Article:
How to Cite a Lecture in MLA

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Citing a Lecture

Here’s a quick overview of how to cite a lecture in MLA style 9th edition.

Lecture – An oral presentation intended to present information about a particular subject; can be a speech, reading, or address.


MLA Lecture Citation Structure:

Speaker Last Name, First Name. “Presentation Title.” Event Name, Day Month Year presented, Location, City. Lecture.

Note: The event title, city, and location are not always specified in the lecture, but the information can be found elsewhere (like event programs).

 

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MLA Lecture Citation Example:

Hamilton, Buffy J. “Illuminating Learning Communities Through School Libraries and Makerspaces: Creating, Constructing, Collaborating, Contributing.” Texas Library Association Conference, 29 Aug. 2013, Fort Worth Convention Center, Fort Worth. Lecture.

MLA Lecture In-text Citation Structure:

(Speaker Last Name)

MLA Lecture In-text Citation Example:

(Hamilton)


Troubleshooting

Solution #1: Referencing a lecturer repeating a quotation

Often, lecturers will quote other sources in their presentations. When this happens, it is important to not misrepresent the information as their own original idea.

If the author is mentioned in the sentence, credit them by placing “qtd. in” followed by the lecturer’s name in parentheses.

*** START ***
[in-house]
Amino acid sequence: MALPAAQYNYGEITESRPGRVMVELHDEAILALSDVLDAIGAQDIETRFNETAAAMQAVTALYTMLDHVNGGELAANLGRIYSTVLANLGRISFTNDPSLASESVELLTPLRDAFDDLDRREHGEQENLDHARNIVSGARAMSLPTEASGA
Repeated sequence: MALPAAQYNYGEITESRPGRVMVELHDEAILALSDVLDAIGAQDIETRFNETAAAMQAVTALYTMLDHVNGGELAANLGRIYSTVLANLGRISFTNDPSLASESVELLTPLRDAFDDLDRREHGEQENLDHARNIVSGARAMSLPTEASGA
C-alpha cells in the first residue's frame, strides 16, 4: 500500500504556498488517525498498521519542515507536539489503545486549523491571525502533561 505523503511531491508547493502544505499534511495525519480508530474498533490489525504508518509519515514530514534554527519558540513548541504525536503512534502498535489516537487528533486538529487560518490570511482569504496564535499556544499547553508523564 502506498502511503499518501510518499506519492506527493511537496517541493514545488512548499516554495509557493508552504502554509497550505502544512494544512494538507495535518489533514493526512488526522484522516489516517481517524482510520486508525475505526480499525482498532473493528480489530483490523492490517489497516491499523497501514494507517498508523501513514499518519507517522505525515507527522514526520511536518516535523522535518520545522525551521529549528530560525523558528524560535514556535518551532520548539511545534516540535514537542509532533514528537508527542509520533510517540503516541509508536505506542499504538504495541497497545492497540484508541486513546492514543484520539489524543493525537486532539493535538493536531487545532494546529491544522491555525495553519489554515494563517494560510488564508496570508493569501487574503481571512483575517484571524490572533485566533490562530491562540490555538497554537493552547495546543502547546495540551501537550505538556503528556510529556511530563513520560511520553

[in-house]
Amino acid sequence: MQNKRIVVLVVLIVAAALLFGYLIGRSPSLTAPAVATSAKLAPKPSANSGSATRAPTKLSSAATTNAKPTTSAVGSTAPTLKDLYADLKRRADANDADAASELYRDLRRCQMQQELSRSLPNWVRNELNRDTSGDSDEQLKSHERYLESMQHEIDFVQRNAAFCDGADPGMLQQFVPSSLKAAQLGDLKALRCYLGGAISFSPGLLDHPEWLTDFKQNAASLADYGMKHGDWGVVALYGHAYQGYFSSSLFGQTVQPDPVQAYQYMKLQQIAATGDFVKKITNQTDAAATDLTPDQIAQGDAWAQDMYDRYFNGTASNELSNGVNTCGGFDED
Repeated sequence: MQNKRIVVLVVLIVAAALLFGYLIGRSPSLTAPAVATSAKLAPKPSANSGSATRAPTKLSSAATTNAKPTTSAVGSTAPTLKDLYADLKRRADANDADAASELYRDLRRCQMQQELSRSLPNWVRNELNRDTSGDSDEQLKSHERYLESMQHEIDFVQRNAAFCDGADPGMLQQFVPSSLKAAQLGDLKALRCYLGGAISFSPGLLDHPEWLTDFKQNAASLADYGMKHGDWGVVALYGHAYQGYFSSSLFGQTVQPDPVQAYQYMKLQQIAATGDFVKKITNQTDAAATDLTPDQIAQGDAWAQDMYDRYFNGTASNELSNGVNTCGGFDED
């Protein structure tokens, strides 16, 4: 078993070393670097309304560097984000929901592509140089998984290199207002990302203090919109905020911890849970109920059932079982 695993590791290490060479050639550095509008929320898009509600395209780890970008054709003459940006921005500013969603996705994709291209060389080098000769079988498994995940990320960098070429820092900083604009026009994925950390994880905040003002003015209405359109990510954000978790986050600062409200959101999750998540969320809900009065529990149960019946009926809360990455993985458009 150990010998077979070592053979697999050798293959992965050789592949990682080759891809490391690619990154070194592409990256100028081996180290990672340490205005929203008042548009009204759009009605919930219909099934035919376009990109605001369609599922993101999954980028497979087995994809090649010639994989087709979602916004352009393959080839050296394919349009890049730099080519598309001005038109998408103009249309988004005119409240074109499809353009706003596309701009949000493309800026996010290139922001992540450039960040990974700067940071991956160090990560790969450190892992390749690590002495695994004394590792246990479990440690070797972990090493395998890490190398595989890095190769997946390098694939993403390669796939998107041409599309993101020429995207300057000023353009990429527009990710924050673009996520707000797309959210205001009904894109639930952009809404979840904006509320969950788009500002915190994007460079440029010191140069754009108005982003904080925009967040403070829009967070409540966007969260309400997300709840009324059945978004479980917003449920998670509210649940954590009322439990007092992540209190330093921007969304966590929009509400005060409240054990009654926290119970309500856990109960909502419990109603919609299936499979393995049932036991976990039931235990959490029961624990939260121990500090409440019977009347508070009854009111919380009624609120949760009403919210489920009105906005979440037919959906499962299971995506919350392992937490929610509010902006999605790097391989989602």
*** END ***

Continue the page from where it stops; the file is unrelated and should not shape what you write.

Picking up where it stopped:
In-text citation, indirect source where the author is mentioned in the sentence:

If the author of the original statement is not mentioned in the sentence, write their name followed by “qtd. in” and the lecturer’s name. Place this information in parentheses.

Example:

According to Johnson, the statistics needed to be run a fourth time to verify the data (qtd. in Dalton).

In-text citation, indirect source where the author is NOT mentioned in the sentence:

  1. On the reference page, cite the speaker and lecture information.
    1. Write the author’s name in last name first name format with a period following.
    2. List the title or a description of the lecture in quotations with a period following.
  2. Write the name of the event with a comma afterward.
  3. Write the date that the event was held in day, month, year format with a comma following.
  4. List the location of the event with a comma between the specific location and city with a period following.
  5. Write “Lecture” with a period following.

Example:

According to the article, the statistics needed to be run a fourth time to verify the data (Johnson qtd. in Dalton).

Reference example of an indirect source:

Barron, Dalton. “An Analysis of Books by Jerome Walton.” Colloquium for English Research, 1 May 2021, Denver Arts Building, Denver. Lecture.


Solution #2: How to cite a class lecture that you saw in person.

Create an in-text citation by placing the speaker’s name in parentheses. Example:

Contrary to our expectations, the data in section three suggests that the apes did not use fewer interactive enrichment tools (Barron).

To create a reference page citation, do the following:

  1. Write the speaker’s name in last name, first name format with a period following.
  2. List the title or a description of the lecture in quotations with a period following.
  3. Write the name of the course with a comma following.
  4. Write the date that the event was held in day, month, year format with a comma following.
  5. List the location and city of the event with a period following.
  6. Lastly, write “Class lecture” with a period following.

Reference example:

Barron, Dalton. “An Analysis of Books by Jerome Walton.” An Introduction to Literary Theory, 1 May 2021, The University of Southern Mississippi, Hattiesburg. Class lecture.

 

 

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